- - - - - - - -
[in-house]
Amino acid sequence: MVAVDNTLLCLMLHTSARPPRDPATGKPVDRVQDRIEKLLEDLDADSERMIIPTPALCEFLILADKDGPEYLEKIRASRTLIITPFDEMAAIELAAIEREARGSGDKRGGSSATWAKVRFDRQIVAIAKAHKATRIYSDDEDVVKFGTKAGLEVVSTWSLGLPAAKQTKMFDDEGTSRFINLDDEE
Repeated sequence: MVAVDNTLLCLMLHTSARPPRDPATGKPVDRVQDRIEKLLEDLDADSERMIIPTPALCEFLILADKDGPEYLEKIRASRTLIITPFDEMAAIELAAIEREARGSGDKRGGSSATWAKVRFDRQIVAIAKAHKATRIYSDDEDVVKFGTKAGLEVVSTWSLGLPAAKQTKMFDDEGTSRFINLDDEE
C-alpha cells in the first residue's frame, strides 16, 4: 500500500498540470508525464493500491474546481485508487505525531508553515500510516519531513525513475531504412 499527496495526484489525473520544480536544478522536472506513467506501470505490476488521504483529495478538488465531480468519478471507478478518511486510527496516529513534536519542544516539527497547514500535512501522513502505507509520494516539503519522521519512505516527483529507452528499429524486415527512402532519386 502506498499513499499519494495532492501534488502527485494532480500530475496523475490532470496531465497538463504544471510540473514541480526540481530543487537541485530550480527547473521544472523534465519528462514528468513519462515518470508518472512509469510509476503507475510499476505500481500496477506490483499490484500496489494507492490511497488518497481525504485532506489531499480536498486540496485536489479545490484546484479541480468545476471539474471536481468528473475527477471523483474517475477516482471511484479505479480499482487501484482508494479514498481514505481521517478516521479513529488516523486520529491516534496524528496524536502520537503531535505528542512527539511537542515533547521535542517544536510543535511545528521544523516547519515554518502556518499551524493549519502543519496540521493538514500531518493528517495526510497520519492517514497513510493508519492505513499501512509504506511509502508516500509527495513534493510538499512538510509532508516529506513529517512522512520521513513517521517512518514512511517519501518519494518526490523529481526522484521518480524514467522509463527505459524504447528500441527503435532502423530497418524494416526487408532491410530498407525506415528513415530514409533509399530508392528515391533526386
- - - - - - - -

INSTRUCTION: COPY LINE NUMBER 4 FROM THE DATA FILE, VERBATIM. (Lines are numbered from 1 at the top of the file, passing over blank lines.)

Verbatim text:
C-alpha cells in the first residue's frame, strides 16, 4: 500500500498540470508525464493500491474546481485508487505525531508553515500510516519531513525513475531504412 499527496495526484489525473520544480536544478522536472506513467506501470505490476488521504483529495478538488465531480468519478471507478478518511486510527496516529513534536519542544516539527497547514500535512501522513502505507509520494516539503519522521519512505516527483529507452528499429524486415527512402532519386 502506498499513499499519494495532492501534488502527485494532480500530475496523475490532470496531465497538463504544471510540473514541480526540481530543487537541485530550480527547473521544472523534465519528462514528468513519462515518470508518472512509469510509476503507475510499476505500481500496477506490483499490484500496489494507492490511497488518497481525504485532506489531499480536498486540496485536489479545490484546484479541480468545476471539474471536481468528473475527477471523483474517475477516482471511484479505479480499482487501484482508494479514498481514505481521517478516521479513529488516523486520529491516534496524528496524536502520537503531535505528542512527539511537542515533547521535542517544536510543535511545528521544523516547519515554518502556518499551524493549519502543519496540521493538514500531518493528517495526510497520519492517514497513510493508519492505513499501512509504506511509502508516500509527495513534493510538499512538510509532508516529506513529517512522512520521513513517521517512518514512511517519501518519494518526490523529481526522484521518480524514467522509463527505459524504447528500441527503435532502423530497418524494416526487408532491410530498407525506415528513415530514409533509399530508392528515391533526386